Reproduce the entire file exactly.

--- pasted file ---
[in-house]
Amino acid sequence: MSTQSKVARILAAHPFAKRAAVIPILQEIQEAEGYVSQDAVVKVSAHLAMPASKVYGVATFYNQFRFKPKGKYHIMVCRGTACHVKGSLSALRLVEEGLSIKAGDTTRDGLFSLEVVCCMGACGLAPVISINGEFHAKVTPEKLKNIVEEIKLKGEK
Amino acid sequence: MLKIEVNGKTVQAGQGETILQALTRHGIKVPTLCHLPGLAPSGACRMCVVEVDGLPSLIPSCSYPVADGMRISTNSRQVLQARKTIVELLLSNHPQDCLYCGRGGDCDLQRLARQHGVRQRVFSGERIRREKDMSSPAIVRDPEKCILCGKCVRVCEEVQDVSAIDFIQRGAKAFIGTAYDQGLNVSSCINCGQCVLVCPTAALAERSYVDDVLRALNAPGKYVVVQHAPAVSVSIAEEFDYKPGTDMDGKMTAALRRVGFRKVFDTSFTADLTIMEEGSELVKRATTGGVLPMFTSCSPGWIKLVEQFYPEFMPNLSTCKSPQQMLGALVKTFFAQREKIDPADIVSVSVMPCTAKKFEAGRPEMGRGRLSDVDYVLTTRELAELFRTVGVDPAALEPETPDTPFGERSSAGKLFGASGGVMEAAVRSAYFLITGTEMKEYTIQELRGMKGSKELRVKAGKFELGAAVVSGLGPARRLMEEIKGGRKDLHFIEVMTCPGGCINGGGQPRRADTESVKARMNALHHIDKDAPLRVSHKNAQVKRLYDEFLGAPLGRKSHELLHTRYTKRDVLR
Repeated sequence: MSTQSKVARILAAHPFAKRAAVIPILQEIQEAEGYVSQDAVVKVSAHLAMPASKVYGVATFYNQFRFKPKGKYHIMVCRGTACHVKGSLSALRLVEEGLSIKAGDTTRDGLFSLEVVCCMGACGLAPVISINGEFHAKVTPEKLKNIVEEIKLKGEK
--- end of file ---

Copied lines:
[in-house]
Amino acid sequence: MSTQSKVARILAAHPFAKRAAVIPILQEIQEAEGYVSQDAVVKVSAHLAMPASKVYGVATFYNQFRFKPKGKYHIMVCRGTACHVKGSLSALRLVEEGLSIKAGDTTRDGLFSLEVVCCMGACGLAPVISINGEFHAKVTPEKLKNIVEEIKLKGEK
Amino acid sequence: MLKIEVNGKTVQAGQGETILQALTRHGIKVPTLCHLPGLAPSGACRMCVVEVDGLPSLIPSCSYPVADGMRISTNSRQVLQARKTIVELLLSNHPQDCLYCGRGGDCDLQRLARQHGVRQRVFSGERIRREKDMSSPAIVRDPEKCILCGKCVRVCEEVQDVSAIDFIQRGAKAFIGTAYDQGLNVSSCINCGQCVLVCPTAALAERSYVDDVLRALNAPGKYVVVQHAPAVSVSIAEEFDYKPGTDMDGKMTAALRRVGFRKVFDTSFTADLTIMEEGSELVKRATTGGVLPMFTSCSPGWIKLVEQFYPEFMPNLSTCKSPQQMLGALVKTFFAQREKIDPADIVSVSVMPCTAKKFEAGRPEMGRGRLSDVDYVLTTRELAELFRTVGVDPAALEPETPDTPFGERSSAGKLFGASGGVMEAAVRSAYFLITGTEMKEYTIQELRGMKGSKELRVKAGKFELGAAVVSGLGPARRLMEEIKGGRKDLHFIEVMTCPGGCINGGGQPRRADTESVKARMNALHHIDKDAPLRVSHKNAQVKRLYDEFLGAPLGRKSHELLHTRYTKRDVLR
Repeated sequence: MSTQSKVARILAAHPFAKRAAVIPILQEIQEAEGYVSQDAVVKVSAHLAMPASKVYGVATFYNQFRFKPKGKYHIMVCRGTACHVKGSLSALRLVEEGLSIKAGDTTRDGLFSLEVVCCMGACGLAPVISINGEFHAKVTPEKLKNIVEEIKLKGEK